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The UK newspaper the Daily Telegraph has reported that the European Union won't permit claims that drinking water will prevent dehydration, saying that there's no evidence supporting the claim.

Is there scientific evidence supporting the benefit of dihydrogen monoxide for this purpose?

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    The first question should be: "is the EU actually saying what the article reports?" -- the source is a known anti-EU group, in an anti-EU paper, in an anti-EU country... – Sklivvz Nov 24 '11 at 8:31
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    I've taken a look at the actual EFSA statement and it's quite different... They simply say that ads on mineral water bottled can't say that their product reduces the risk of dehydration. Which is in fact a false statement as dehydration occurs anyways. It's a pronunciation against weasel commercials, not anti-science... – Sklivvz Nov 24 '11 at 9:13
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    You need to read the claim in the context of a widespread habit of anti-EU newspapers to make stuff up to make the EU look ridiculous. As far as I remember the curved banana and cucumber story is one of those but in this source is simply reported as acknowledged fact. I would be as cautious as @Sklivvz . – matt_black Nov 24 '11 at 9:18
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    @Sklivvz: And assuming for the sake of argument that the Telegraph report was false or misleading - isn't it good its claim has been mentioned here so people can debunk it? – Andrew Grimm Nov 24 '11 at 9:23
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    @andrew sure, in fact I am suggesting that you change the wording to reflect that. Also note that the answers also point out the same as my comment, but do not exactly answer your question... – Sklivvz Nov 24 '11 at 9:30
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My interpretation on this story is that it is simply a confusion of meaning.

If you do not drink any water for a long period, you will get dehydrated.[Ref] Drinking water will help remedy that. [Ref]

However, there are many causes of dehydration, including especially diarrhea, but also other causes such as vomiting, diabetes and burns. [Ref.]

It is false to state that drinking water will prevent ongoing dehydration due to these causes. In fact, it may be appropriate to take other "clear fluids" orally to address the dehydration, e.g. containing electrolytes or even IV drips may be required. [Ref]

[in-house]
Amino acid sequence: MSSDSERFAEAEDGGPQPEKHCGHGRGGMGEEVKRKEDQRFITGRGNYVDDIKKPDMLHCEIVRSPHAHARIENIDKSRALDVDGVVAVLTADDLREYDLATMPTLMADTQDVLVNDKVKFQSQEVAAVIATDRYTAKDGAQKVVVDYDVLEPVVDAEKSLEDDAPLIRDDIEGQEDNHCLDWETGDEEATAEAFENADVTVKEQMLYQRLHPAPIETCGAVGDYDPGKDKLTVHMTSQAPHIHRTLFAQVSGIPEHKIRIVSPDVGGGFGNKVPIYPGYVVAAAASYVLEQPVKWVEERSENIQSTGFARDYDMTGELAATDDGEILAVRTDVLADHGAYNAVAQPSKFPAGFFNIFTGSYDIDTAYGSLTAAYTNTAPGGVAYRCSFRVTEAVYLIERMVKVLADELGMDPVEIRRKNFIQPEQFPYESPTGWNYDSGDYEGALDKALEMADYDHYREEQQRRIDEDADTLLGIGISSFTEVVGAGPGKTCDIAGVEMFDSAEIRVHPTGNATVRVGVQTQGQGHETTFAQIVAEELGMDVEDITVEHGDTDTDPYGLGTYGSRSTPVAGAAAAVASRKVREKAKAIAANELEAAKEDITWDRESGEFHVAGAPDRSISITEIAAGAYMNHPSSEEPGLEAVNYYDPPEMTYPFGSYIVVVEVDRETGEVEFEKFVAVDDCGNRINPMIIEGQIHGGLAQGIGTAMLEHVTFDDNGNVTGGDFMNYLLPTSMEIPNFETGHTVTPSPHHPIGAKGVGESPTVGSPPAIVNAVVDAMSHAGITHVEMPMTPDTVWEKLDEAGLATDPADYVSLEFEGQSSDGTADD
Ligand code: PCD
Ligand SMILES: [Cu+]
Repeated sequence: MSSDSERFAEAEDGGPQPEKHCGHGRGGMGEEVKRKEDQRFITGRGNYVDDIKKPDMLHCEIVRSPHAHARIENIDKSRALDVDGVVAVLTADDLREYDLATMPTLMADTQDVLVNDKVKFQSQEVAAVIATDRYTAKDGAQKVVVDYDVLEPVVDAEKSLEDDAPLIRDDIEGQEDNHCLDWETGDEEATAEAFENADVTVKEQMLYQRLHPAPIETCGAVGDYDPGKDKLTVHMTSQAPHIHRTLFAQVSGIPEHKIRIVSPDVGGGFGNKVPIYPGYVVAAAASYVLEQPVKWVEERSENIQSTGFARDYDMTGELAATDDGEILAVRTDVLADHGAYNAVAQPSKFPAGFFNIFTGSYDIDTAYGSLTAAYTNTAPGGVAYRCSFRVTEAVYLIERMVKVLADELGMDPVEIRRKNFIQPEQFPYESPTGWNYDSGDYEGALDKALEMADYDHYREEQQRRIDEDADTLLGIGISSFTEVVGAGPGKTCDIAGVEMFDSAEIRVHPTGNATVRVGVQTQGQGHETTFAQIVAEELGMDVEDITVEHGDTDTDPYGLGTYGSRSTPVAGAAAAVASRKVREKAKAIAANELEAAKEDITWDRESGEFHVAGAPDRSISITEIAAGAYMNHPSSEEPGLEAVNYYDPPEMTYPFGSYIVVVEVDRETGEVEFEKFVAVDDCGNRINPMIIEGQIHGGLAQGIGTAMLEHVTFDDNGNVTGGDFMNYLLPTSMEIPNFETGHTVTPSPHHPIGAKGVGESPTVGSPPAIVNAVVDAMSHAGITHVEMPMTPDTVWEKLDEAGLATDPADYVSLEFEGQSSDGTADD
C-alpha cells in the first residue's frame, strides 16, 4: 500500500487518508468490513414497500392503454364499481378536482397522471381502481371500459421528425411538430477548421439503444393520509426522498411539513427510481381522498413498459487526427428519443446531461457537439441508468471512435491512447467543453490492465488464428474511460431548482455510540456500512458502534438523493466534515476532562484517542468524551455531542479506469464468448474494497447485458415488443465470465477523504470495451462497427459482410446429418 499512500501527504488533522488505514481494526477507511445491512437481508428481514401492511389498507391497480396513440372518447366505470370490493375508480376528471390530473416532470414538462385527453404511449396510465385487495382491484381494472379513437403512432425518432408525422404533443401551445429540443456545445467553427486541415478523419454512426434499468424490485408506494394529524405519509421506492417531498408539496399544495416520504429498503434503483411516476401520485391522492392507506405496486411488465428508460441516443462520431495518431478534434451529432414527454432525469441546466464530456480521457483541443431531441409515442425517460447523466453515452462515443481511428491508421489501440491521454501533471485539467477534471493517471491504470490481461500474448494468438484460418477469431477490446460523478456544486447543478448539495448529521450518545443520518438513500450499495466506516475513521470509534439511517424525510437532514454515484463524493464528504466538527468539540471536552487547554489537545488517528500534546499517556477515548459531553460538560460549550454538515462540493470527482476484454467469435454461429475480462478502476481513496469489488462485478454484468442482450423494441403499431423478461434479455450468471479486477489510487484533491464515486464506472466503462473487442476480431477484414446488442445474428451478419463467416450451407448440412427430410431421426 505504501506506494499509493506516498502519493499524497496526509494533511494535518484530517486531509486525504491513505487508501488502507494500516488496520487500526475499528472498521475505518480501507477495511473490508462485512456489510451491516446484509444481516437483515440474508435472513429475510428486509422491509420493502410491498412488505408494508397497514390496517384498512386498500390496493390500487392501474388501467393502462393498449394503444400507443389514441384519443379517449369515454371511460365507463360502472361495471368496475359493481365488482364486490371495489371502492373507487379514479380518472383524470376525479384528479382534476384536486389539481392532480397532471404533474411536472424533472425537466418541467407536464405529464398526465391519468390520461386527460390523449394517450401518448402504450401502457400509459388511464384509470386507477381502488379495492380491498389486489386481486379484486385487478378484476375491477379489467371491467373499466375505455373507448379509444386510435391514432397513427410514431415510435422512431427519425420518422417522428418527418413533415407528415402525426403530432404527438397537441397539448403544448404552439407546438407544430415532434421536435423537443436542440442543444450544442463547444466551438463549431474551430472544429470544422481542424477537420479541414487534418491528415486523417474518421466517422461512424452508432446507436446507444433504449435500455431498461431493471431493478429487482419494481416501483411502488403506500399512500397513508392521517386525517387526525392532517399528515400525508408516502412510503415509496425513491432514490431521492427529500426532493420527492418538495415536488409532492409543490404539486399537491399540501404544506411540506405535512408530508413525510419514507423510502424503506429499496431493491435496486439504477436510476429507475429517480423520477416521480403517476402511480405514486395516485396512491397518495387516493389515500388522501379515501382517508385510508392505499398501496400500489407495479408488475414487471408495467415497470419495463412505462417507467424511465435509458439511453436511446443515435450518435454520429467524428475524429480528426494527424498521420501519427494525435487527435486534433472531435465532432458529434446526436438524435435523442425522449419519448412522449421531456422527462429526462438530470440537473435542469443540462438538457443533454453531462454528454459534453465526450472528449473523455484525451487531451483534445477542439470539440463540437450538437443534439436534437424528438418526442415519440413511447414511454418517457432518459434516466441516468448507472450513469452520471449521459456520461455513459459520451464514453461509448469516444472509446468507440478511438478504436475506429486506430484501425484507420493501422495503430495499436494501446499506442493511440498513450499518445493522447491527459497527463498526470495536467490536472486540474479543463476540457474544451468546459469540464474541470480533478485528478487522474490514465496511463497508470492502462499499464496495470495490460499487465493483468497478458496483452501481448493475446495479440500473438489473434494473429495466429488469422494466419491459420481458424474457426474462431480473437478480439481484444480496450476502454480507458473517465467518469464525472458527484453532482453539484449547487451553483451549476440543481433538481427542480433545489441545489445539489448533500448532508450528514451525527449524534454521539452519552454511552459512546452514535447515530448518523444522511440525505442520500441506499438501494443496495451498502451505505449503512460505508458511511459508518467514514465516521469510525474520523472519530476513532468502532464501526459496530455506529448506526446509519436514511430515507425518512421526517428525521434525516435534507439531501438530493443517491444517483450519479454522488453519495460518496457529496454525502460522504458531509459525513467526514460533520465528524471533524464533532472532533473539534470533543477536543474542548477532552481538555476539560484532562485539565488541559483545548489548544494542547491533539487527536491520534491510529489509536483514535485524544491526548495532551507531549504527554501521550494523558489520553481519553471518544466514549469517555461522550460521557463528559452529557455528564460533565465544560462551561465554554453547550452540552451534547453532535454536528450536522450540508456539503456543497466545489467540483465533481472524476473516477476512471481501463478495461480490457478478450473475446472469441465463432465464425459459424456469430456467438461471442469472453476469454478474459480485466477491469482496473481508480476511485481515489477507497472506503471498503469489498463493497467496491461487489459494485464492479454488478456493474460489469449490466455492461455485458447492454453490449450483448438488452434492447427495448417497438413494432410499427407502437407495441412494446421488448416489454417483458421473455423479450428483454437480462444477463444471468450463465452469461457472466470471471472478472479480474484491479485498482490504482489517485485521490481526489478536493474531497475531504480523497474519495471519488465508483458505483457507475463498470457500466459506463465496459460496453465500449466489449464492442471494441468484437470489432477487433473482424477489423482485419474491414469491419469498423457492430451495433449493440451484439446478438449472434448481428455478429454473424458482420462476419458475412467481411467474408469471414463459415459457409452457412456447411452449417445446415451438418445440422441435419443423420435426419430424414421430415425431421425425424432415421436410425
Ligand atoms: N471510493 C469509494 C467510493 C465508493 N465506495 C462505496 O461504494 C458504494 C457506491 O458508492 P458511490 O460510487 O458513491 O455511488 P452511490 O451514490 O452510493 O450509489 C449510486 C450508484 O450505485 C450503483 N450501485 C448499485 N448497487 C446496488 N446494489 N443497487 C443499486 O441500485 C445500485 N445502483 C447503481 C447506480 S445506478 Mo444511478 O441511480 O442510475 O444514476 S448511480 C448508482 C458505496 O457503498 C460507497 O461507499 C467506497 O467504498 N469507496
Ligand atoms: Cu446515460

My interpretation is that this claim - that water can prevent dehydration - is what the EU declined to approve. Dehydration may occur even when normal levels of water have been consumed.

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The European Food Safety Authority (EFSA) which evaluates those claims has published a report on their decision.

Scientific Opinion on the substantiation of health claims related to water and maintenance of normal physical and cognitive functions (ID 1102, 1209, 1294, 1331), maintenance of normal thermoregulation (ID 1208) and “basic requirement of all living things” (ID 1207) pursuant to Article 13(1) of Regulation (EC) No 1924/2006

They conclude for the first claim:

The claimed effects are “hydration, e.g. body function, physical and cognitive performance”, “adds to fluid intake and supports hydration”, and “hydration”.

[...]

  • A cause and effect relationship has been established between the dietary intake of water and maintenance of normal physical and cognitive functions.

  • The following wording reflects the scientific evidence: “Water contributes to the maintenance of normal physical and cognitive functions”.

This means that you can advertise the mentioned claim on water bottles you're selling. In the appendix they list for claim 1331 the wording "water keeps you hydrated", which is pretty much what was mentioned in the article.

For the third claim, that water is a basic requirement for all living things, they concluded

The claimed effect is general and non-specific, and does not refer to any specific health claim as required by Regulation (EC) No 1924/2006

I'm not sure if that means you cannot advertise that or that it isn't a medical claim and it doesn't fall under the regulations.

There probably is more history to the whole thing, I could imagine that there were some disputes about the exact terminology. The document is published in April 2011, so it was available when the article in your question was published.

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